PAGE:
At a higher level, United States advisors, besides trying to eliminate political manipulation of troops, are attempting to dissuade the Vietnamese from launching large-scale operations based on sketchy intelligence. They see no justification for such operations until a more adequate intelligence system is developed and greater tactical mobility achieved.

Intelligence will improve only when the Government is able to break the grip of fear with which the Vietcong muzzles the rural population. Greater mobility is being provided by American helicopter companies, but this is a costly and dangerous way to move troops.


President Diem

The man who is at the center of the Vietnamese effort and who is also a center of controversy — President Diem- is something of an enigma. He is a mandarin (an aristocrat) and a devout Catholic. So there are two strikes against him at the start, for mandarins were regarded by the masses as greedy and corrupt, and Catholics as an unpopular minority.

Diem, however, has proved incorruptible. Rumors of personal enrichment of members of his family have never been proved. And Diem has been careful not to arouse Buddhist hostility. He is a man of great personal courage, but he is suspicious and mistrustful. The creation of a central intelligence agency here was delayed for months until Diem found a director he could trust.

Diem, a 66-year-old bachelor, often has been accused of withdrawing inside his narrow family clique and divorcing himself from reality. Critics say he distrusts everyone except the family and takes advice only from his brothers, particularly Ngo Dinh Nhu, his political advisor. His brother Nhu and his attractive, influential wife, are leaders, according to critics, of a palace camarilla which tries to isolate the President from the people.

As commander-in-chief of the armed forces, Diem keeps close tabs on military operations. His personal representative on the General Staff is Brig. Gen. Nguyen Khanh who has appalled Americans by taking general reserve troops on quick one-shot operations without coordinating with the area commander. Khanh is young, vigorous and driving but, according to his critics, lacking balance and experience.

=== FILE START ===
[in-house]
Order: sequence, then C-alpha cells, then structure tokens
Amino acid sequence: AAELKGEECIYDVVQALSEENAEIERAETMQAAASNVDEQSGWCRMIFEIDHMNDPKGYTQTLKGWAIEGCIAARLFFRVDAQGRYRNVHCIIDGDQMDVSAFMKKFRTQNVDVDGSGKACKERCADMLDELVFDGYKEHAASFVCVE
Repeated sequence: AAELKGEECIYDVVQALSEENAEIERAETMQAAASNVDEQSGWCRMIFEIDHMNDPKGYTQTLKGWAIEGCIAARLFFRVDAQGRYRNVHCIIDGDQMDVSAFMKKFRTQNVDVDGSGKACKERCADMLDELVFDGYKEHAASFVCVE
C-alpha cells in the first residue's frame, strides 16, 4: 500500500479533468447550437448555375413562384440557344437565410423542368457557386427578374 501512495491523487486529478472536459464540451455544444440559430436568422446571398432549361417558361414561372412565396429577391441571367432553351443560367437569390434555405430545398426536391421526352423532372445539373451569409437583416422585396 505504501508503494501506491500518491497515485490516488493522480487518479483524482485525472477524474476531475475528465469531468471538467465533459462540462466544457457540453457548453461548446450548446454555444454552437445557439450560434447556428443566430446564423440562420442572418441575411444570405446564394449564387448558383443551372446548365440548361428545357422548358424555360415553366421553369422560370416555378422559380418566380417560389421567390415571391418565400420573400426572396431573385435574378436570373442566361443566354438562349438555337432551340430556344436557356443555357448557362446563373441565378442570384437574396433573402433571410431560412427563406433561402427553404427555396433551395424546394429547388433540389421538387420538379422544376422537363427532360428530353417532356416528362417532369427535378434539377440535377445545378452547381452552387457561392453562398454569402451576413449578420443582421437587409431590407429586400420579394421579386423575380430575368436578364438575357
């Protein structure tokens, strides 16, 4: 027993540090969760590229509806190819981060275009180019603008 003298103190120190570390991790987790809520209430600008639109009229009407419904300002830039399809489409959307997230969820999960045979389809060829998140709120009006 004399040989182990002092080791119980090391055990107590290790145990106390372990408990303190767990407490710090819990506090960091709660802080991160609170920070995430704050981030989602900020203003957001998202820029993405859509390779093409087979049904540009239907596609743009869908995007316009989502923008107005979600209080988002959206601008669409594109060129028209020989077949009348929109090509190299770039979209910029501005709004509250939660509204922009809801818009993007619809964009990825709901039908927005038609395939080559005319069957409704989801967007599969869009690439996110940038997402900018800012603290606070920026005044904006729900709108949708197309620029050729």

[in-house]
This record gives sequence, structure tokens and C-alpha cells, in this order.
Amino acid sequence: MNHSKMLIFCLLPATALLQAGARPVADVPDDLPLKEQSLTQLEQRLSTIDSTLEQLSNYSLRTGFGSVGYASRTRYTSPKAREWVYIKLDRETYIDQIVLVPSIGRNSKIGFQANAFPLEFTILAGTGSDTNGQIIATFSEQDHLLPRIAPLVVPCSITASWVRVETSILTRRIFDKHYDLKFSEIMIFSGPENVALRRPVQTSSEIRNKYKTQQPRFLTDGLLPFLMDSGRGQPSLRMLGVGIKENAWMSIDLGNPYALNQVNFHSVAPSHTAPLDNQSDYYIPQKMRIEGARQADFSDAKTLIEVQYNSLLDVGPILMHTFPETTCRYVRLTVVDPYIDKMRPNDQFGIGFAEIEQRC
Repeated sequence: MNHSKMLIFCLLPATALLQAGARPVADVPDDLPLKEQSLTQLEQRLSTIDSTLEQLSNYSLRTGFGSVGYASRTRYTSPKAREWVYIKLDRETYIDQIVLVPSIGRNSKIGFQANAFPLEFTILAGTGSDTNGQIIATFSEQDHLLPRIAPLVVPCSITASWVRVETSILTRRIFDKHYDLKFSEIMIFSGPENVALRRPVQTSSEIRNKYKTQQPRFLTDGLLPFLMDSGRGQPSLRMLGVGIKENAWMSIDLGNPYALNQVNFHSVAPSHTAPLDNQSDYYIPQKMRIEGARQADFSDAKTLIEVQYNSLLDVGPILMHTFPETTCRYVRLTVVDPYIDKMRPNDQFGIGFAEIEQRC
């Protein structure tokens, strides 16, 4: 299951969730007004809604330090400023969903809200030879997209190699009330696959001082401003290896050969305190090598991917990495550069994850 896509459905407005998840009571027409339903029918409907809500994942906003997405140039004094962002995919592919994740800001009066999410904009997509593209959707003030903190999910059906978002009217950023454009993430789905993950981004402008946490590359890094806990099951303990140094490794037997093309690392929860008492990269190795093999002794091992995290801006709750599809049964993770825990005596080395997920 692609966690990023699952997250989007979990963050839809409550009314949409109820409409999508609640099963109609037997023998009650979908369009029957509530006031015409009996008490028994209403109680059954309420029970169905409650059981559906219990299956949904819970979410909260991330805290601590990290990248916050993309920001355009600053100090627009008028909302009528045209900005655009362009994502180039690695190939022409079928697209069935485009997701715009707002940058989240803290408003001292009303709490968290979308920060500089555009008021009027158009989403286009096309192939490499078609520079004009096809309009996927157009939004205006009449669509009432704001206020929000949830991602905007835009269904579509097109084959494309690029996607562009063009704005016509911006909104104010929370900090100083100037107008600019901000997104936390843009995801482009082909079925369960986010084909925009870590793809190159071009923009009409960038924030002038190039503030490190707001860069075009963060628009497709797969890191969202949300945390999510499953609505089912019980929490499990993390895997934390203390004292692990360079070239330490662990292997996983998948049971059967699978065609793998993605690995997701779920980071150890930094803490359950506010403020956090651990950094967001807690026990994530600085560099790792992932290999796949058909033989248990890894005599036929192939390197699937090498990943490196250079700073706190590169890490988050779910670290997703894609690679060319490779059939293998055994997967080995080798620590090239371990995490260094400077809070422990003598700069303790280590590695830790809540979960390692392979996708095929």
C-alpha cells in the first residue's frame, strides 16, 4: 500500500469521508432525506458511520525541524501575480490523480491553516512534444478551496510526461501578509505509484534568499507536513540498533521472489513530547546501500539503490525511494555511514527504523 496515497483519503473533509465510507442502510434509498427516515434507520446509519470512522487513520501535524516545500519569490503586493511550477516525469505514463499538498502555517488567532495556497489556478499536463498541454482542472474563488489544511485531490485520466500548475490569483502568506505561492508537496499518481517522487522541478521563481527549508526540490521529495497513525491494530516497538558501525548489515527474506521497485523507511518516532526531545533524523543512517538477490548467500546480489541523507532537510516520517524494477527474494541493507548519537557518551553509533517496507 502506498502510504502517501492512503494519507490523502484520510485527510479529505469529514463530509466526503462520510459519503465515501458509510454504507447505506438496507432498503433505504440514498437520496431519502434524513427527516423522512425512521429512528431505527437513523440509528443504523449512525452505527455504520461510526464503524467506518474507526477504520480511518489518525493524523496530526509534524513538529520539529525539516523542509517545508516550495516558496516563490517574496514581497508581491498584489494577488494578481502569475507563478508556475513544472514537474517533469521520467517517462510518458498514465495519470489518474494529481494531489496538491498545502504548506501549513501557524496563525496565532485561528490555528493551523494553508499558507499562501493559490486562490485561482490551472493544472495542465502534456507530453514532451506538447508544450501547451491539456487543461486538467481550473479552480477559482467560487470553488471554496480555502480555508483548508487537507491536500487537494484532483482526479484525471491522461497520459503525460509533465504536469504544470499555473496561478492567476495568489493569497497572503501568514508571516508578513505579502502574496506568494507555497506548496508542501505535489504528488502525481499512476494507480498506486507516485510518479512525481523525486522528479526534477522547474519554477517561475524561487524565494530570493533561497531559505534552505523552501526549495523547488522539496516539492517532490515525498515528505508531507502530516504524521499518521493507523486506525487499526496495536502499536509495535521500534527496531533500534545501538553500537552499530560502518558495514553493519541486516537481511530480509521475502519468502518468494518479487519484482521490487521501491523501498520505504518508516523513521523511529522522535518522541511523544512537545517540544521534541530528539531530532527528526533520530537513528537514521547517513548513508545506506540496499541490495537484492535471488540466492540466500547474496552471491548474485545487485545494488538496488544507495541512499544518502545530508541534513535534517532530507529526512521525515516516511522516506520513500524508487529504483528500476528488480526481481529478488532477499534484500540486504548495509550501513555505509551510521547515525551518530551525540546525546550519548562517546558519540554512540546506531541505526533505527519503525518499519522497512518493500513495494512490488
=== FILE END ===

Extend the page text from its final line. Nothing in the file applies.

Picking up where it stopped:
Lieut. Gen. Le Ven Ty is Chief of the General Staff but he is in his 60's and lacks vigor. Consequently, much of the military direction comes from the President through Khanh.

It is well to remember that Diem has been right and the United States wrong on some crucial issues. In 1955, for example, Diem wanted to crush the powerful Binh Xuyen gangster sect that controlled both the police and the gambling dens and brothels and made a mockery of government authority. President Eisenhower's special ambassador, Gen. Lawton Collins, opposed Diem's plan, fearing civil war. Diem coolly proceeded to assert his power and used loyal troops to crush the Binh Xuyen in sharp fighting in Saigon's streets [see Times04/29/55].


Denied Request

More recently the United States resisted Diem's urgent requests for aid in the creation of the civil guard and self-defense corps. The United States insisted that a 19,000-man regular army was all Diem needed for national defense. Diem went ahead and organized the two forces, arming them with antiquated French rifles. Finally, after alarm bells were ringing to the widespread revival of Communist guerrilla activity and vast sections of the countryside were lost to the Vietcong, the Americans conceded Diem's point. Last year the United States started training and equipping the civil guard.

It is now generally agreed that the civil guard and the self-defense corps are absolutely vital. For until these reserve forces are ready to take over the defense of villages, railroads, harbors, airports, provincial capitals and so on, the army will be so tied down to static defense duties that it will not have the manpower to chase guerrillas.

Last week, in another apparent concession to Diem's wisdom, the United States agreed that any relaxation of tight political controls would be dangerous now. In a speech cleared with the State Department, Ambassador Frederick E. Nolting Jr. urged Diem's critics to cease carping and try to improve the government from within.

Just how serious the criticism is is not clear and there seems to be no agreement among observers whether the President's popularity is rising or falling. One former Diem adviser said he was shocked by the loss of support among the people in the past two years. He blamed this on the fact that Government seemed to grope from crisis to crisis without a clear policy: "It's just anti-Communist and not pro anything."

But another qualified observer, perhaps less biased, cautioned against underrating Diem. Increased guerrilla activity had not been matched, he said, by a corresponding rise in popular discontent and this failure to respond must have depressed the Communists.

Most villages, he added, were like a leaf in the wind: "When the Vietcong enters, the population turns pro-Communist; when the Government troops arrive, sentiment shifts to the Government." But generally the village people would settle for the Government side, he said, not because they admired the Government but because they wanted peace.

Consequently the Government has a great advantage. He estimated that of the 30 percent tending to the Vietcong, only a third were hard-core, another third would adhere to the Communists under adversity, while the remaining third would break off under pressure.